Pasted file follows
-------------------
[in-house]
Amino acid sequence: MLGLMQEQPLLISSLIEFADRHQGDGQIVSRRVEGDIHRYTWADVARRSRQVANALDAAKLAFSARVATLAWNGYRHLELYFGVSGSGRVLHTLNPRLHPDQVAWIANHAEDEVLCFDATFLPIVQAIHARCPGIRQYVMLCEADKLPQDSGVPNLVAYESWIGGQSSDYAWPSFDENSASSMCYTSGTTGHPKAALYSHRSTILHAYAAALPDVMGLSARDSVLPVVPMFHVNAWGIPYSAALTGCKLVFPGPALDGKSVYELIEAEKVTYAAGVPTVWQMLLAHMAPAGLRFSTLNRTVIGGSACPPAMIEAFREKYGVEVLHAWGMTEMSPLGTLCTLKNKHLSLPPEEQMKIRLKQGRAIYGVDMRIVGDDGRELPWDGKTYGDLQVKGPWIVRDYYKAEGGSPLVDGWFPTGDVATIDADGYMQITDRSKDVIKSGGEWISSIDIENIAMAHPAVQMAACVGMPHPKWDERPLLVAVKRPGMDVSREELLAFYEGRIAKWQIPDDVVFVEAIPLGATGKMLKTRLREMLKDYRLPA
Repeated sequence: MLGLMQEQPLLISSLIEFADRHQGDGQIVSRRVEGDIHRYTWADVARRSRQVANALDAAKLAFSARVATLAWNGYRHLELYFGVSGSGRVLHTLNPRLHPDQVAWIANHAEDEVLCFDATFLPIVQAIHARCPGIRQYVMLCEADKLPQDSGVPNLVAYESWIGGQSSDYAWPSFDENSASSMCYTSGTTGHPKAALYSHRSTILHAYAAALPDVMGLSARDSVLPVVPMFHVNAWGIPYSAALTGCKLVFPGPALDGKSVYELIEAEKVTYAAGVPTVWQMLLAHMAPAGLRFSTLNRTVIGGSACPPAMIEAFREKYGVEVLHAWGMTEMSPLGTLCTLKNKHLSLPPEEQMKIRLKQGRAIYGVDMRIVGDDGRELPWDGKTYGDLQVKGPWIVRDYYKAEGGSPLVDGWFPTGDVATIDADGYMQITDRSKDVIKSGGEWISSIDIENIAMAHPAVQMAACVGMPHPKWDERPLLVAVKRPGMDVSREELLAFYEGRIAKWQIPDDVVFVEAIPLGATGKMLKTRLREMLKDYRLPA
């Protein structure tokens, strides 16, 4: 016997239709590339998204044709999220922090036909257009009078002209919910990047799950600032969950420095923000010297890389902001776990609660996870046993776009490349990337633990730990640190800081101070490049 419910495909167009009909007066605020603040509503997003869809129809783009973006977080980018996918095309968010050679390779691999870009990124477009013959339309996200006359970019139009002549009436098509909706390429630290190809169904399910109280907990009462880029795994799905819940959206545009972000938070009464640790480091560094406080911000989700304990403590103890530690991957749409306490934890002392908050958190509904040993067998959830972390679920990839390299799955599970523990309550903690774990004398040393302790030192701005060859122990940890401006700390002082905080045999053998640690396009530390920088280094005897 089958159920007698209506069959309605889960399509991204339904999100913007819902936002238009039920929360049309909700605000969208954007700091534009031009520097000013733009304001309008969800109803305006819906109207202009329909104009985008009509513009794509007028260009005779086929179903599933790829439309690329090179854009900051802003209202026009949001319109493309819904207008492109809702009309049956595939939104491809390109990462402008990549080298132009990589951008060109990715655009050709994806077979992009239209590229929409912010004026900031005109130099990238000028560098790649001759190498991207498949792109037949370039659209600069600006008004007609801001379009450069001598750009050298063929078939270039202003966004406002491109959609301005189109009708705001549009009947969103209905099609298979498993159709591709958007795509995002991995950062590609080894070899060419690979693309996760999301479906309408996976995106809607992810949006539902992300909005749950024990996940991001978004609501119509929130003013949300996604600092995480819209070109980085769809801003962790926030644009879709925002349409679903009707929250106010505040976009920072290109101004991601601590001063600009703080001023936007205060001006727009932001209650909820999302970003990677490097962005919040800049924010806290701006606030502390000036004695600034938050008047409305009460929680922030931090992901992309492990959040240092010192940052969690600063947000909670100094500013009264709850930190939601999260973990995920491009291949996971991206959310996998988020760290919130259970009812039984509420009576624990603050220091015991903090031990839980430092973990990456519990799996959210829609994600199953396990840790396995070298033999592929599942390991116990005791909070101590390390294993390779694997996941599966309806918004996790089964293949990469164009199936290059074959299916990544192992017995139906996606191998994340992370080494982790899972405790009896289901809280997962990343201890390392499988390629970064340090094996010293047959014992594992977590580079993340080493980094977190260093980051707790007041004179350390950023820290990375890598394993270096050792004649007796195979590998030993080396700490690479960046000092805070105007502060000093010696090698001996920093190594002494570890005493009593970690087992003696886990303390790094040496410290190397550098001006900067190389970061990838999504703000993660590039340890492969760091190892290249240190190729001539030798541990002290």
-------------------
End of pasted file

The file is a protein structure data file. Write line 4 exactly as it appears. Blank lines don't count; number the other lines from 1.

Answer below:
């Protein structure tokens, strides 16, 4: 016997239709590339998204044709999220922090036909257009009078002209919910990047799950600032969950420095923000010297890389902001776990609660996870046993776009490349990337633990730990640190800081101070490049 419910495909167009009909007066605020603040509503997003869809129809783009973006977080980018996918095309968010050679390779691999870009990124477009013959339309996200006359970019139009002549009436098509909706390429630290190809169904399910109280907990009462880029795994799905819940959206545009972000938070009464640790480091560094406080911000989700304990403590103890530690991957749409306490934890002392908050958190509904040993067998959830972390679920990839390299799955599970523990309550903690774990004398040393302790030192701005060859122990940890401006700390002082905080045999053998640690396009530390920088280094005897 089958159920007698209506069959309605889960399509991204339904999100913007819902936002238009039920929360049309909700605000969208954007700091534009031009520097000013733009304001309008969800109803305006819906109207202009329909104009985008009509513009794509007028260009005779086929179903599933790829439309690329090179854009900051802003209202026009949001319109493309819904207008492109809702009309049956595939939104491809390109990462402008990549080298132009990589951008060109990715655009050709994806077979992009239209590229929409912010004026900031005109130099990238000028560098790649001759190498991207498949792109037949370039659209600069600006008004007609801001379009450069001598750009050298063929078939270039202003966004406002491109959609301005189109009708705001549009009947969103209905099609298979498993159709591709958007795509995002991995950062590609080894070899060419690979693309996760999301479906309408996976995106809607992810949006539902992300909005749950024990996940991001978004609501119509929130003013949300996604600092995480819209070109980085769809801003962790926030644009879709925002349409679903009707929250106010505040976009920072290109101004991601601590001063600009703080001023936007205060001006727009932001209650909820999302970003990677490097962005919040800049924010806290701006606030502390000036004695600034938050008047409305009460929680922030931090992901992309492990959040240092010192940052969690600063947000909670100094500013009264709850930190939601999260973990995920491009291949996971991206959310996998988020760290919130259970009812039984509420009576624990603050220091015991903090031990839980430092973990990456519990799996959210829609994600199953396990840790396995070298033999592929599942390991116990005791909070101590390390294993390779694997996941599966309806918004996790089964293949990469164009199936290059074959299916990544192992017995139906996606191998994340992370080494982790899972405790009896289901809280997962990343201890390392499988390629970064340090094996010293047959014992594992977590580079993340080493980094977190260093980051707790007041004179350390950023820290990375890598394993270096050792004649007796195979590998030993080396700490690479960046000092805070105007502060000093010696090698001996920093190594002494570890005493009593970690087992003696886990303390790094040496410290190397550098001006900067190389970061990838999504703000993660590039340890492969760091190892290249240190190729001539030798541990002290």